Two natural gas wells in Louisiana have been burning for at least two weeks already as a result of a blowout. These wells are most likely going to be burning at least for another month and many are concerned about the topic as a whole.
This blowout occurred on the 30th of August in a place called Red River Parish somewhere about 20 miles southeast of Shreveport in a natural gas field. Apparently, this happened because the well owner had just used fracking chemicals to break up the shale and draw out the gas. According to 4WWL a local news source in that area officials from the Louisiana Department of Environmental Quality says there have not been any unsafe levels of gas found in the area surrounding the blowout.
While this fire has gone out on its own it has had to be reignited in order to keep the gas from escaping. Getting these wells under control is something the state is working on and new wells are being drilled out to cut the gas source off for now. DESMOG Blog actually got some drone footage of these fires as you can see in the video below.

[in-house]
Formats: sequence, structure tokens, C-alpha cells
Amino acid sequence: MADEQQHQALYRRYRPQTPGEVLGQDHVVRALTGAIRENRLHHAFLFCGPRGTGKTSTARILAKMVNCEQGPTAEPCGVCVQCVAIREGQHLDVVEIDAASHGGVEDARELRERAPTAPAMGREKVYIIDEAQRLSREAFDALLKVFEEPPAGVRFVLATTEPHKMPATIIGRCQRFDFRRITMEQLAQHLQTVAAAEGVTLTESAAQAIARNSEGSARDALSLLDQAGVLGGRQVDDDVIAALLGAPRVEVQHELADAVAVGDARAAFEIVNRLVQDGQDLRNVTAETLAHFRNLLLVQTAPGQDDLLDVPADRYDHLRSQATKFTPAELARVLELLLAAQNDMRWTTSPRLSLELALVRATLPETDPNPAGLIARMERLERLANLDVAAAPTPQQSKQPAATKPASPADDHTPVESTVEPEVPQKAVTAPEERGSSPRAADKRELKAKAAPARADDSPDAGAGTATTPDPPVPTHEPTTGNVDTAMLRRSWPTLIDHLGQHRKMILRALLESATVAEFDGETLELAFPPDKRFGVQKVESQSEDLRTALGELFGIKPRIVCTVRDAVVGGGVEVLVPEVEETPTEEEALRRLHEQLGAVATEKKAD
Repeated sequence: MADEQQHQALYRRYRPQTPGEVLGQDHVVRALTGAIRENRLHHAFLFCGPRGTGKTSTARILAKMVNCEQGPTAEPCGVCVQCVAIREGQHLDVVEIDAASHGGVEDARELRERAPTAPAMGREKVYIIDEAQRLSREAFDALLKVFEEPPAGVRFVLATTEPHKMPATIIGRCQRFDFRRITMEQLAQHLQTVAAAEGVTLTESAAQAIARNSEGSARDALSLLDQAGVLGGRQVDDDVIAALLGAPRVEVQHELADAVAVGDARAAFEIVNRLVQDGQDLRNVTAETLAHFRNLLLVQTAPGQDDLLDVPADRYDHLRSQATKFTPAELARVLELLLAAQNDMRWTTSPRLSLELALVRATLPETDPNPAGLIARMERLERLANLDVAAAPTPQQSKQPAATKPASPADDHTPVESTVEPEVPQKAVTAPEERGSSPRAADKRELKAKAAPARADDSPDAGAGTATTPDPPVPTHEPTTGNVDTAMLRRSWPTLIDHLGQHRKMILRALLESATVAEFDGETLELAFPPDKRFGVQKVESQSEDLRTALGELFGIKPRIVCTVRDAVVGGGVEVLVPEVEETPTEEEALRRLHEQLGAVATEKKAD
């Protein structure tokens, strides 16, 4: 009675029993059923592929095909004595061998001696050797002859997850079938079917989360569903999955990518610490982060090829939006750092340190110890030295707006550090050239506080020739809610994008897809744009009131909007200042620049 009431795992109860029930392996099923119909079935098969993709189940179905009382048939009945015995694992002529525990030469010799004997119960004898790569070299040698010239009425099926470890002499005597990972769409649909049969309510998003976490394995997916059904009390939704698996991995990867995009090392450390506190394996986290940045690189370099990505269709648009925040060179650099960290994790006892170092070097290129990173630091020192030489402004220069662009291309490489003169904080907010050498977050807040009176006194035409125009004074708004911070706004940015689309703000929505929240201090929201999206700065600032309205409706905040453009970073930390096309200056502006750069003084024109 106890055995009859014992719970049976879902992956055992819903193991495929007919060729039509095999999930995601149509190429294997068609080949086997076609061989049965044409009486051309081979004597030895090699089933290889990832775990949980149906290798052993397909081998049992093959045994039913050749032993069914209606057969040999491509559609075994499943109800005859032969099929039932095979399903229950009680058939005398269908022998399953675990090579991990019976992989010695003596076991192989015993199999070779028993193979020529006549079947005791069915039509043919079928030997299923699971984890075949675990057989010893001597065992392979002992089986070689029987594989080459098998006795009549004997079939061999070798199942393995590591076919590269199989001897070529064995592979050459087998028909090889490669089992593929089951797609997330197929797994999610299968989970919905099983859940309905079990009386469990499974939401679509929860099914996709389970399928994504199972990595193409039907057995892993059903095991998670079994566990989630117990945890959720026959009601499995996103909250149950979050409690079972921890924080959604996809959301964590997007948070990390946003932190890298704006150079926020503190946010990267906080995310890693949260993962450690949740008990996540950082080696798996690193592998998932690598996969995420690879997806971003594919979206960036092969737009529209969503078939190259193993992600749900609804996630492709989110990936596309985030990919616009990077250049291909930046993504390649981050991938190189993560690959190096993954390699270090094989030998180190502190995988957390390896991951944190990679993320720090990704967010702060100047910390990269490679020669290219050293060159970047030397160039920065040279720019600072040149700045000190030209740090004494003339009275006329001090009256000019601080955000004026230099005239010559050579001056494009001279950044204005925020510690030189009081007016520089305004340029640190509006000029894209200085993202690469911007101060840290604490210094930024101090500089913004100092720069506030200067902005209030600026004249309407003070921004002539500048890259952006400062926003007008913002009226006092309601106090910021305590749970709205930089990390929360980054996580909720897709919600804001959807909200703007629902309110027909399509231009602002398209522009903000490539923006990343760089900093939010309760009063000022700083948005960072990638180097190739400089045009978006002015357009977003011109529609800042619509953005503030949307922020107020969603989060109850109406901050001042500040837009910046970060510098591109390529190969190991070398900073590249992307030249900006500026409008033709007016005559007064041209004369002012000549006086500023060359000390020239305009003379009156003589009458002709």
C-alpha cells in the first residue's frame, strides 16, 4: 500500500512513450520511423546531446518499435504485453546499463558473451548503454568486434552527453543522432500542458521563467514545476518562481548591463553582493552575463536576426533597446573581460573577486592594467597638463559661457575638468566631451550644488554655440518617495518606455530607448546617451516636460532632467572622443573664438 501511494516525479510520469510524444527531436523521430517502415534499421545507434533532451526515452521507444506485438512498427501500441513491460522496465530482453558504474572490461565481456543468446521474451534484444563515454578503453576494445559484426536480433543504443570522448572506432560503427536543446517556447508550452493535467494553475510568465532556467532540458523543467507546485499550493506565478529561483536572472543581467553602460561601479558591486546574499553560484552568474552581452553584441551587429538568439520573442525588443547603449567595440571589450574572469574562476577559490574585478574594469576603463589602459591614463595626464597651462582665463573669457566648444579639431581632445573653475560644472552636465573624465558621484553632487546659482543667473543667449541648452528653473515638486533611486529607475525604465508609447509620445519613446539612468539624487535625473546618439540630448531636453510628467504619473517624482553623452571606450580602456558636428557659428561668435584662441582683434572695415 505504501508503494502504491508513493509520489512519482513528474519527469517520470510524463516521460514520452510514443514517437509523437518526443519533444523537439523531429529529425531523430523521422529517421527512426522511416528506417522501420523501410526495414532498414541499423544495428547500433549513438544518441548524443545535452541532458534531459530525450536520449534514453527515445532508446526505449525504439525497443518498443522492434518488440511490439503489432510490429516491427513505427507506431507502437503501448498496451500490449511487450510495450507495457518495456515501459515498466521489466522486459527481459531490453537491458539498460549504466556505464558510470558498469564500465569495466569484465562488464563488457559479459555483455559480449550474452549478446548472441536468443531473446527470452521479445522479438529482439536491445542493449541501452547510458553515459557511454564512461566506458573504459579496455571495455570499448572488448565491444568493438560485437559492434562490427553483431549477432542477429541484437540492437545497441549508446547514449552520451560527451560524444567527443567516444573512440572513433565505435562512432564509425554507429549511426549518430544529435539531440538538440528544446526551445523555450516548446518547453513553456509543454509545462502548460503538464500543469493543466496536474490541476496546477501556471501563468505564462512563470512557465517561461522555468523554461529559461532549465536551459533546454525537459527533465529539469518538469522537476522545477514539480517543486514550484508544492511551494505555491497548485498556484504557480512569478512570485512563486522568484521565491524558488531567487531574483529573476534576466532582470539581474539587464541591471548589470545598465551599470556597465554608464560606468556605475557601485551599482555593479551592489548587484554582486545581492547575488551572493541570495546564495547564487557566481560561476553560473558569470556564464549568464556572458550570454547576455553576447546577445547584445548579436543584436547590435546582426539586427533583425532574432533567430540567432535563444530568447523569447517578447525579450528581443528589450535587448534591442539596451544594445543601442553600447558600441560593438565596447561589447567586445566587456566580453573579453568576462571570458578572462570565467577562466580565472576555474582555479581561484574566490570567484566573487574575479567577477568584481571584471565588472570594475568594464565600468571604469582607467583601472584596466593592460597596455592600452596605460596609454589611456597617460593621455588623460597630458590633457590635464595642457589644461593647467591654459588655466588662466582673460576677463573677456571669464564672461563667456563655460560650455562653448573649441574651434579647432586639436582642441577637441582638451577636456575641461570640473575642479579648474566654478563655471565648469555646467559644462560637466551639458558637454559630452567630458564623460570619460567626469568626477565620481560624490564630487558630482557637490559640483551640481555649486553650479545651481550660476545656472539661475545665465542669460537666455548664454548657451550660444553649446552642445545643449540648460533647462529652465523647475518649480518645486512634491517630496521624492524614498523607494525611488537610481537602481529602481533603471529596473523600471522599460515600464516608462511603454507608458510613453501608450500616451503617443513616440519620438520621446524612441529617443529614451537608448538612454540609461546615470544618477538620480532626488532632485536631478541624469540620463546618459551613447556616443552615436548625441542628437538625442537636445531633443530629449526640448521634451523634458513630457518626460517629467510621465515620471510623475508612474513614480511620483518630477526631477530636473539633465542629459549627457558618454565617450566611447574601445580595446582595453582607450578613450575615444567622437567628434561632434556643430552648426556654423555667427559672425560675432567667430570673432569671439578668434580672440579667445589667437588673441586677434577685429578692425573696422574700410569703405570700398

“Blowouts are (unintended) large, uncontrolled pollutant sources with potentially significant health and environmental consequences,” Gunnar W. Schade, an atmospheric scientist at Texas A&M University, told me via email after viewing the drone video obtained by DeSmog. “Blowouts need to be shut down as soon as possible.”
Sharon Wilson, Texas coordinator of environmental advocacy group Earthworks, outlined what happens during well blowouts like this.
“The gas is under pressure so if they lose control, the gas, frack fluid, produced water, and oil/condensate all blast out of the hole,” Wilson said during a call after viewing the video. “They have to get specialized teams to come shut the well in.”
The Louisiana Department of Environmental Quality (LDEQ) has determined that the blowout and fire present no major air quality concerns. “LDEQ responders consider this a very low-impact event,” Greg Langley, LDEQ spokesperson, said via email. “The well is clean, it’s gas and what is being released is being consumed in the fire.”
“LDEQ is receiving daily air monitoring results from the environmental response contractor hired by the well owner,” Langley explained. “The company set up four air monitors to test for sulfur dioxide, hydrogen sulfide, volatile organic compounds, and lower explosive limit. LDEQ also does periodic air monitoring with our own equipment. All meter readings have been below detection limits.”
This is important for everyone to be aware of as it can happen anywhere. Air surrounding this situation will continue to be monitored and more updates will be made in the future on this topic. Do you think it will take as long as expected to get rid of these fires or could it prove to be a bigger problem than we think?